Derryn Hinch – Canberra, One Year Later
Senator Derryn Hinch recounts the progress and movements on key politics issues he's been tracking through Parliament.
Senator Derryn Hinch recounts the progress and movements on key politics issues he's been tracking through Parliament – one year since he last wrote on these topics in Hinch v Canberra. In his book, Hinch went "behind the headlines", exploring the unthinkable: Derryn Hinch becoming a politician after spending decades fighting with them. Hinch v Canberra is the inside story of Senator Hinch's first year in Canberra.
Two major political issues, in which I was heavily involved, collided in 2018 and that collision let the Turnbull Government off the hook – in the short term. Such disparate issues: dual citizenship and live exports.
For the first time in years it seemed that the live export of sheep to the Middle East could be banned – following the 60 Minutes exposé of northern summer cruelty that saw 2, 400 die of heat stress, being euthanised, or suffocating, or drowning, in metre-high piles of their own excrement. It was the worst example of live export cruelty since the Four Corners expose that saw the Labor Government briefly ban cattle exports.
This time, opponents of live exports adopted the “slowly, slowly, catchee monkey” approach. In the Senate, the Greens, Lee Rhiannon and I co-sponsored a bill to phase out live sheep exports but pushed for an immediate ban on northern summer shipments. The Greens wanted two years. I wanted three or four. The Opposition’s gutsy Joel Fitzgibbon told Laura Jayes on SKY News that Labor was looking for five years. And we all arced up when Bill Shorten, taken by surprise, tried to suggest ten.
Upping the ante, former Liberal Minister Sussan Ley drafted (and introduced) a private member’s bill in the House of Reps, with the public backing of Victoria’s Sarah Henderson, and some verbal support from people like Jason Wood and Warren Entsch. Malcolm didn’t like it. I was still sceptical because, back in 1981 (before social media) I had taken 30,000 signatures to Canberra calling for a ban. This time, my new petition got more than 100,000 signatures.
We were on our way, with numbers building for both bills in the House and the Senate. And then, the High Court scuttled us. The court ruled that Labor’s Senator Katy Gallagher was ineligible because of dual citizenship. That day, four Labor members of the House of Reps resigned, along with Xenaphon’s Rebekha Sharkie, over the same issue. We no longer had the numbers. Everything was hastily postponed until after the July 28 Super Saturday by-election fest.
But I did say on SKY that I would “sign in blood” that 2018 would be the last year Australian sheep would be shipped to the Middle East during the fierce northern summer. Not just a Hinch’s Hunch.
As Rachel Hunter would say: “It won’t happen overnight, but it will happen”.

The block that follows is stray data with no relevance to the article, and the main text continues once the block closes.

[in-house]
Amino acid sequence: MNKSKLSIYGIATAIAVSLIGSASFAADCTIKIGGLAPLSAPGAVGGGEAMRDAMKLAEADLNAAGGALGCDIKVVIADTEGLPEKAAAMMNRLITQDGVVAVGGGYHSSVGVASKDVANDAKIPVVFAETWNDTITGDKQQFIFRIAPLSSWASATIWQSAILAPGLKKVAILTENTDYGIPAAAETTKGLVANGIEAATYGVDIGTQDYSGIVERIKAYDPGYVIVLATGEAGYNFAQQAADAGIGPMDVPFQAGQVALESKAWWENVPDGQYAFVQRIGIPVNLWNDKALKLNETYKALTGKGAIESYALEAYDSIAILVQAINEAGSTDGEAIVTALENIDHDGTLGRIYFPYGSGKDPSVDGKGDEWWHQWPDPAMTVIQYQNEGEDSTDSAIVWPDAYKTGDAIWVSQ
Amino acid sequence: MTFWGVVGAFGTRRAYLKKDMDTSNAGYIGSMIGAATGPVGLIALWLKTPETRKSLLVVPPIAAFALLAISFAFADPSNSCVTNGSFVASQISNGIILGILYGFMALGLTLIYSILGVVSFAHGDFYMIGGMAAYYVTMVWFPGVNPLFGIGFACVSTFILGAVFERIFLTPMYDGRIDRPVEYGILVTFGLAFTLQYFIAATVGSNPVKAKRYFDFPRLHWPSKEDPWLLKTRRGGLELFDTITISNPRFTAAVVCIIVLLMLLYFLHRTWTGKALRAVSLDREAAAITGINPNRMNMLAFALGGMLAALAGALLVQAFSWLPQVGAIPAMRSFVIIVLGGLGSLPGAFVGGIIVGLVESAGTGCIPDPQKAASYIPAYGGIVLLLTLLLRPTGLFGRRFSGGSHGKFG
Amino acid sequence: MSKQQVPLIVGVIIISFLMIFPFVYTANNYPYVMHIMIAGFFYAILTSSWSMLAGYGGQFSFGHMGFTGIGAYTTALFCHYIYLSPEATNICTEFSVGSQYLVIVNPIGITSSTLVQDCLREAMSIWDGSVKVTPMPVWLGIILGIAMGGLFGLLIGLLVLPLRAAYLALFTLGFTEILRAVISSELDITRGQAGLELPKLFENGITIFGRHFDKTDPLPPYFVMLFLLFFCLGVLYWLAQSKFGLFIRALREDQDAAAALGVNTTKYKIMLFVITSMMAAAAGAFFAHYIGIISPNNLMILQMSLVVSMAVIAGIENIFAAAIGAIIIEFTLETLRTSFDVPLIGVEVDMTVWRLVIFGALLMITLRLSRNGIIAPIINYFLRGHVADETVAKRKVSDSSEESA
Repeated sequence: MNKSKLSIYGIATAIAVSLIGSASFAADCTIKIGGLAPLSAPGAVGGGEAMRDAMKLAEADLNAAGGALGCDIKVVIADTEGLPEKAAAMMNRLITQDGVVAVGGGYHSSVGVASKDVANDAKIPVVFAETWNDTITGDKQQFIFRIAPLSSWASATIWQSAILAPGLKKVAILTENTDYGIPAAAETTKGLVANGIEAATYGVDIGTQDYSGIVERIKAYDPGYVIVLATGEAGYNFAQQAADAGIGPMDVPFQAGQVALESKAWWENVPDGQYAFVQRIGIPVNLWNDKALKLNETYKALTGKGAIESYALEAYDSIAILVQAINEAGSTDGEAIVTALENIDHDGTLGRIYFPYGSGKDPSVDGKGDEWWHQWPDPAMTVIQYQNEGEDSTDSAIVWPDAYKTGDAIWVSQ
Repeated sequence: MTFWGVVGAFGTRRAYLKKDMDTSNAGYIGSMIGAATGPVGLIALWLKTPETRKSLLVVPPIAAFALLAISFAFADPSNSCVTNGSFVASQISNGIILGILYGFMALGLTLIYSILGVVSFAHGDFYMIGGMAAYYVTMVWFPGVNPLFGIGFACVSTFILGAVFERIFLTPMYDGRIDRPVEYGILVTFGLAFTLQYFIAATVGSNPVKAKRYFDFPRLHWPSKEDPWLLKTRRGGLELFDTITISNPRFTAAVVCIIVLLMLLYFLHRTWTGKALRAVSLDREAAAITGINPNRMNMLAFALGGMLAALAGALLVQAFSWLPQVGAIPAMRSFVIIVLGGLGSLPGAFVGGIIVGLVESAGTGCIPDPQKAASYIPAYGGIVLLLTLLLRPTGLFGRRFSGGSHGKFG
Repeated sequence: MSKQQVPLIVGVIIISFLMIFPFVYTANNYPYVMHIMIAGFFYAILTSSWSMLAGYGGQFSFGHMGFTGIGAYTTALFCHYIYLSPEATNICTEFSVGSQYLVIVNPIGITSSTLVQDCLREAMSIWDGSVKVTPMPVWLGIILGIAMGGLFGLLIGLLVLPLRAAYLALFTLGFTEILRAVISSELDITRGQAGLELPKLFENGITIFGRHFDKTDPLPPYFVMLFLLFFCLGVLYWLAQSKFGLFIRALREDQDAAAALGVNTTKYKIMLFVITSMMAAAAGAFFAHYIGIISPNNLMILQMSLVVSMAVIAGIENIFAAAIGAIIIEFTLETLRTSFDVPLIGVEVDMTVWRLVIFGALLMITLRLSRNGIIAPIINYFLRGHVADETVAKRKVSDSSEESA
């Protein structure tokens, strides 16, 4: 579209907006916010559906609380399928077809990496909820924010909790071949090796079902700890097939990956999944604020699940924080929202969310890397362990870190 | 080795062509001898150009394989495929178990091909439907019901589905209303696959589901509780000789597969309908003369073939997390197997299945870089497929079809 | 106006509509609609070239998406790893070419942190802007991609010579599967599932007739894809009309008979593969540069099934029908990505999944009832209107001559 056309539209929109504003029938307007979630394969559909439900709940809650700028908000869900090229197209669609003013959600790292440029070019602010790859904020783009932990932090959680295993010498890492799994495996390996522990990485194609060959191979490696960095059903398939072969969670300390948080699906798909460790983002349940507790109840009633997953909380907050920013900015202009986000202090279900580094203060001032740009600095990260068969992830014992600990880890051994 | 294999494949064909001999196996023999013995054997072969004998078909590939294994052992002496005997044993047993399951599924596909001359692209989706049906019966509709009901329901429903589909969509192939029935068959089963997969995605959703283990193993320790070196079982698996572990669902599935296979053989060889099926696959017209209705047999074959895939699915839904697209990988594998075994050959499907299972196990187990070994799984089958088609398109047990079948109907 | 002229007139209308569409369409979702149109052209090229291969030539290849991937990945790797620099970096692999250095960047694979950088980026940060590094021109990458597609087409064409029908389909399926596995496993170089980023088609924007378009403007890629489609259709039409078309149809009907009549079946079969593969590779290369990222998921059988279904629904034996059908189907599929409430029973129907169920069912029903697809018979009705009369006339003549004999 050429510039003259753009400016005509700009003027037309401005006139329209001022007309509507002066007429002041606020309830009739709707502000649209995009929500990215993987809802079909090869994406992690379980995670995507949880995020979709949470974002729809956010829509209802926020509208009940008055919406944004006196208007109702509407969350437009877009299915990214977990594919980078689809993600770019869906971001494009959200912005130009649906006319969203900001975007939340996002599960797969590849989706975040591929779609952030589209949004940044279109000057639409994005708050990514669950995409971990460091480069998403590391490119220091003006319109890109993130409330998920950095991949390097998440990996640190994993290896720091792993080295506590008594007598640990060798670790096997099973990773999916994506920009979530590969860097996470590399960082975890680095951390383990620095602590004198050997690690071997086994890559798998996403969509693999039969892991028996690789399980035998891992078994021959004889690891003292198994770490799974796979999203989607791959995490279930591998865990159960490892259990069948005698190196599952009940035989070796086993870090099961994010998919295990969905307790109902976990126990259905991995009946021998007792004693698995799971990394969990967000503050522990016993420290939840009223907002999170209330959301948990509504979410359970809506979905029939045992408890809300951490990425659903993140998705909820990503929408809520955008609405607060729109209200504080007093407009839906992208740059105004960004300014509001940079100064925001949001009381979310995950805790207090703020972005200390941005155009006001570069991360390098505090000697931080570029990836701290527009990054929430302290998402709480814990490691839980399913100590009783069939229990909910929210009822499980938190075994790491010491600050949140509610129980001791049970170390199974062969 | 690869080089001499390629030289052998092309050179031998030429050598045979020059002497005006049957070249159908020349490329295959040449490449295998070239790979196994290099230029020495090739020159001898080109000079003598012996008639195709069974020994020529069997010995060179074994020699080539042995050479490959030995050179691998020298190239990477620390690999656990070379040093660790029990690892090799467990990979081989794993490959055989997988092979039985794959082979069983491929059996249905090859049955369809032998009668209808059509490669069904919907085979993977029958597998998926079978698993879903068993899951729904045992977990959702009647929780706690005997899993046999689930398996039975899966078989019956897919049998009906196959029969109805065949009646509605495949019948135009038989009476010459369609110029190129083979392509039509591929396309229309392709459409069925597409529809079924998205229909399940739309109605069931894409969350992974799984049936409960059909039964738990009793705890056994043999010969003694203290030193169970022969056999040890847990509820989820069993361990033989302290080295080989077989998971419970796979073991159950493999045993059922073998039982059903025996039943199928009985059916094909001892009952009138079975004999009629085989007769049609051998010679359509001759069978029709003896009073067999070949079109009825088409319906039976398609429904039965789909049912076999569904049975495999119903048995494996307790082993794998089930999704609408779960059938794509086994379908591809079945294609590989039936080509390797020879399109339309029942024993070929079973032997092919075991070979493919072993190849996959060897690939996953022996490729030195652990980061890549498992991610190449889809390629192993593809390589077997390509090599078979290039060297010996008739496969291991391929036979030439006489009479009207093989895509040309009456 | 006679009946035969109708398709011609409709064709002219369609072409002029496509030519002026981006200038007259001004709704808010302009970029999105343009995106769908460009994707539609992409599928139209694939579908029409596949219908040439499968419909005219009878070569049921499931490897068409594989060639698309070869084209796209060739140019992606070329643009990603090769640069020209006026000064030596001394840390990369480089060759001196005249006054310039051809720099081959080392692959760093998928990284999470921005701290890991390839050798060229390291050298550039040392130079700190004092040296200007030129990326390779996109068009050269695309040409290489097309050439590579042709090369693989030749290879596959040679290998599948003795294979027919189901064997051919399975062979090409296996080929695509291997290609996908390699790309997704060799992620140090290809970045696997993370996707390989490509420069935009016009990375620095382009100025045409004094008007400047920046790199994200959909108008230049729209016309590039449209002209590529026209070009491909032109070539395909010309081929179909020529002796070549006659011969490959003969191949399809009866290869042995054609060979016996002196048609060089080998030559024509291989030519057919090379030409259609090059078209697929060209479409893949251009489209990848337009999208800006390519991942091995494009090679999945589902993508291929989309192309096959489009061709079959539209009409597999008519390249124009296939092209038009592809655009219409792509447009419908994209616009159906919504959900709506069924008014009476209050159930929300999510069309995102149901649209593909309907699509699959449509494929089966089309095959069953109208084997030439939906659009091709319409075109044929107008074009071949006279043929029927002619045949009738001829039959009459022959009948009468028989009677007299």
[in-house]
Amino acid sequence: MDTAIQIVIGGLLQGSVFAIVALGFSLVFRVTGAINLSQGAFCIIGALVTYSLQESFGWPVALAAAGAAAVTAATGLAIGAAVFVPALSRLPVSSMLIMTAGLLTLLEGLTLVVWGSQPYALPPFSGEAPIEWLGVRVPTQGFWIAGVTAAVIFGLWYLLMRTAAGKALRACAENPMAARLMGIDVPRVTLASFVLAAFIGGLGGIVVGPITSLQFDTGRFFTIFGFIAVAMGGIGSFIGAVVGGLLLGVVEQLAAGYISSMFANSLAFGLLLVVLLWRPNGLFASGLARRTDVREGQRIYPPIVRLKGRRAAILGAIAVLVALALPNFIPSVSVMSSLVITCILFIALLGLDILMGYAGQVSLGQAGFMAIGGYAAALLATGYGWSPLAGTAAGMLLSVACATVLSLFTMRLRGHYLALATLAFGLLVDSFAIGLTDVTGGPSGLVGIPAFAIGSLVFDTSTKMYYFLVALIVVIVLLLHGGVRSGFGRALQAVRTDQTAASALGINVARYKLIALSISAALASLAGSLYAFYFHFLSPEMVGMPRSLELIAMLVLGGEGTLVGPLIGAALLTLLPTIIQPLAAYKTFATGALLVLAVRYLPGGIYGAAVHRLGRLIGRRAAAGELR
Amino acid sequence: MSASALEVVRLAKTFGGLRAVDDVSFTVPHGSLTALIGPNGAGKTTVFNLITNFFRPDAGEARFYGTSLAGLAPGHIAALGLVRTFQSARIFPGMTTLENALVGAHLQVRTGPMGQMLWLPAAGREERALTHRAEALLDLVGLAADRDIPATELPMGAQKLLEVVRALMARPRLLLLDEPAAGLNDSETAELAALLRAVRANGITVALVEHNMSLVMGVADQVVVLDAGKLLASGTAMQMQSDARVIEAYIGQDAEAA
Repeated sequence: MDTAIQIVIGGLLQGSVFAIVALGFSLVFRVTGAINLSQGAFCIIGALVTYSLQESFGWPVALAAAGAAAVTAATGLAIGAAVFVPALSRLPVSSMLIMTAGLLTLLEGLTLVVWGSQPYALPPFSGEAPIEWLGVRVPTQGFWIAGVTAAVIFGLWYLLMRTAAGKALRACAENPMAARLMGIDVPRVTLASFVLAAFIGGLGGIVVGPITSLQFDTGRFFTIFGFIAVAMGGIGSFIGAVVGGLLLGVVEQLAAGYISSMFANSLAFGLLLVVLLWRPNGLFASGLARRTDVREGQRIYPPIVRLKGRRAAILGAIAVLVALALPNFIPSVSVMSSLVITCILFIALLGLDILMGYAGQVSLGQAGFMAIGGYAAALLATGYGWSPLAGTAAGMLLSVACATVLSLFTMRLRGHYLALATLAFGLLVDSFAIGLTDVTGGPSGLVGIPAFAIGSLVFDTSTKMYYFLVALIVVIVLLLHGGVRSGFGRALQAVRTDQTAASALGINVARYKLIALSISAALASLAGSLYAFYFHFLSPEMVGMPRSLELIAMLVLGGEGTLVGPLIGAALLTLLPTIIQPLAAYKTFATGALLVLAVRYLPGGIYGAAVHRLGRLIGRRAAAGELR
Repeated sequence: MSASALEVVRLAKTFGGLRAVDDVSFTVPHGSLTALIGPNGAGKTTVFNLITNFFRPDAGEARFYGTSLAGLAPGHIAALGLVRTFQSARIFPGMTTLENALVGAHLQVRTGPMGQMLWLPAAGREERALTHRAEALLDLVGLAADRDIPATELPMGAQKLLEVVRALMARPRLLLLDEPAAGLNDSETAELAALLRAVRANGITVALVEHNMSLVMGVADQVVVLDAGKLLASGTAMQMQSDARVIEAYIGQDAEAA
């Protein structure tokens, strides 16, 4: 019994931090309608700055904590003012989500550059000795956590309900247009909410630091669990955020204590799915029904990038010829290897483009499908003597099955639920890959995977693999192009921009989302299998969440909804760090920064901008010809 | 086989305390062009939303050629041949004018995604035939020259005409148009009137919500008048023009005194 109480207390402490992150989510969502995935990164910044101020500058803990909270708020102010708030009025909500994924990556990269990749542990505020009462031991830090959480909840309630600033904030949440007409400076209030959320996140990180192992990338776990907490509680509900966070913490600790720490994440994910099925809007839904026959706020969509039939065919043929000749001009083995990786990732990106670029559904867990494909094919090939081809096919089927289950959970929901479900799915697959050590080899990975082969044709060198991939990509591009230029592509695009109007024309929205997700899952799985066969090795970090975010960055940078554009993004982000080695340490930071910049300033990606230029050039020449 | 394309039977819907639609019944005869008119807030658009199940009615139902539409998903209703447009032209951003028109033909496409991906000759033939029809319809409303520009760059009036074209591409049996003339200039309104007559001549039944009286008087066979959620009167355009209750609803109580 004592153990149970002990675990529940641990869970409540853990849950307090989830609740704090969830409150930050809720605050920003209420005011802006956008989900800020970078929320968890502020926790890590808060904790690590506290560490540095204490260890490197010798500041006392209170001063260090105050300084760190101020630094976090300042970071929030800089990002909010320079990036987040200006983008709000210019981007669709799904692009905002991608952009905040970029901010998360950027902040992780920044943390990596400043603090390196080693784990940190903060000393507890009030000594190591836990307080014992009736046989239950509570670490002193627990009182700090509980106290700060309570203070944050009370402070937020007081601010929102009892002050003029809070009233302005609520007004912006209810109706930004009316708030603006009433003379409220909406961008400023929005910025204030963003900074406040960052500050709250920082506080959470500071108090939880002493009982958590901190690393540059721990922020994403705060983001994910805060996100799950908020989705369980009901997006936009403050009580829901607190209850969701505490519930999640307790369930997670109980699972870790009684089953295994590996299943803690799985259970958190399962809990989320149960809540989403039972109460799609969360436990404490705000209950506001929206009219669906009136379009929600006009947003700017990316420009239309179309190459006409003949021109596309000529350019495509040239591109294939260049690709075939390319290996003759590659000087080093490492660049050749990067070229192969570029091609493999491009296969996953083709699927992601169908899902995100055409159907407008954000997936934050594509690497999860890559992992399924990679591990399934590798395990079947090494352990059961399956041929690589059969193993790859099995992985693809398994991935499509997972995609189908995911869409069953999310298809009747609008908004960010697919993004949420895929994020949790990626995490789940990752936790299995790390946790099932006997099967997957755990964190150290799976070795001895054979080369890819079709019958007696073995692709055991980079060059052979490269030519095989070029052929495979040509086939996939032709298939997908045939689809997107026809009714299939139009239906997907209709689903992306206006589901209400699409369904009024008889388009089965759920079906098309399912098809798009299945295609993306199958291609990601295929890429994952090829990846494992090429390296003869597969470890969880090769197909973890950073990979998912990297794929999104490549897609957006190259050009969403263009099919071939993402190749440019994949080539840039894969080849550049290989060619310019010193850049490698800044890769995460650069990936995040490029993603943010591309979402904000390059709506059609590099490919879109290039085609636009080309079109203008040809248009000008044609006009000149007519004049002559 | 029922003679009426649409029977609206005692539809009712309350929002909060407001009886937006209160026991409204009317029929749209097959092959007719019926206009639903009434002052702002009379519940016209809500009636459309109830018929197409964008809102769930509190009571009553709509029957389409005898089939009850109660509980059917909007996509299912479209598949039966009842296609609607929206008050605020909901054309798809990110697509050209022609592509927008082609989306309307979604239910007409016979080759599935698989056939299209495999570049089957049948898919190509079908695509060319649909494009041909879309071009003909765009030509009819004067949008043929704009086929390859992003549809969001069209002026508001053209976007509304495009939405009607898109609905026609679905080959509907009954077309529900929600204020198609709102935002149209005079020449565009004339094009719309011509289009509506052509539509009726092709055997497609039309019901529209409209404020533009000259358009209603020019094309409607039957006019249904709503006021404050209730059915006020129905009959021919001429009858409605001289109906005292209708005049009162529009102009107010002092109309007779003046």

One of the reasons there was such a long gap between the dual citizenship mass resignations of Labor pollies and the Super Saturday of by-elections – despite Bill Shorten’s “rolled gold” guarantee his party’s verification system was impeccable and there were no imposters in his ranks – was a new government form, loaded with nationality questions, for all by-election candidates. It was circulated to all parties and received bilateral support. I signed off on it, reluctantly, because I have no sympathy for sloppy candidates (nor their parties) who didn’t do their homework. And I say that as the original target of that constitutional nerd, WA barrister John Cameron, who came after me as a probable dual citizen from NZ as he attacked Section 44. He also researched the Greens Scott Ludlam. I was clean. Ludlam was dirty. Ludlam resigned and then the dominoes started to fall.
Waters, Joyce, Nash, Roberts, Lambie, Kakoschke-Moore, Alexander, Gallagher, Sharkie and the slew of Labor MPs.
I said that I had little sympathy for the casualties. Mainly because I go back to something 3AW’s Neil Mitchell said about me nearly a year earlier: “If Hinch can get it right, it can’t be that hard”.
As I wrote a year ago:
When I first raised the issue of transvaginal mesh in the Senate and called it “the worst medical scandal for Australian women since Thalidomide” I was derided by several senators as a “shock jock”, harking back to my last occupation which I actually wasn’t.
I now know that I was actually underplaying the severity. A Thalidomide survivors’ group called me from London to say it was worse. In Australia, back in the late 1950s-early 1960s, 200 deformed babies were born to mothers who had taken morning sickness drugs like Distaval. Following our Senate inquiry into transvaginal mesh – with traumatic public hearings across the country – I now believe at least 15,000 Australian women have had their lives destroyed by the polypropylene mesh used as a sling after prolapse or for stress incontinence. We had witnesses who had to lie on the floor or lean on the wall after bravely sitting for 10-15 minutes to give public evidence. Our report, tabled in the Senate, has been described as one of the most savage ever handed down. It calls for mesh to be used only as a last resort. As I write this, multi-million dollar lawsuits, against device manufacturers, like Johnson & Johnson, are going on in Australia, the United States, Great Britain, France and Sweden.
Derryn Hinch's Senate Diary has just ended in Crikey. You can read his last two years of senate diary in Hinch v Canberra: Behind The Human Headline.
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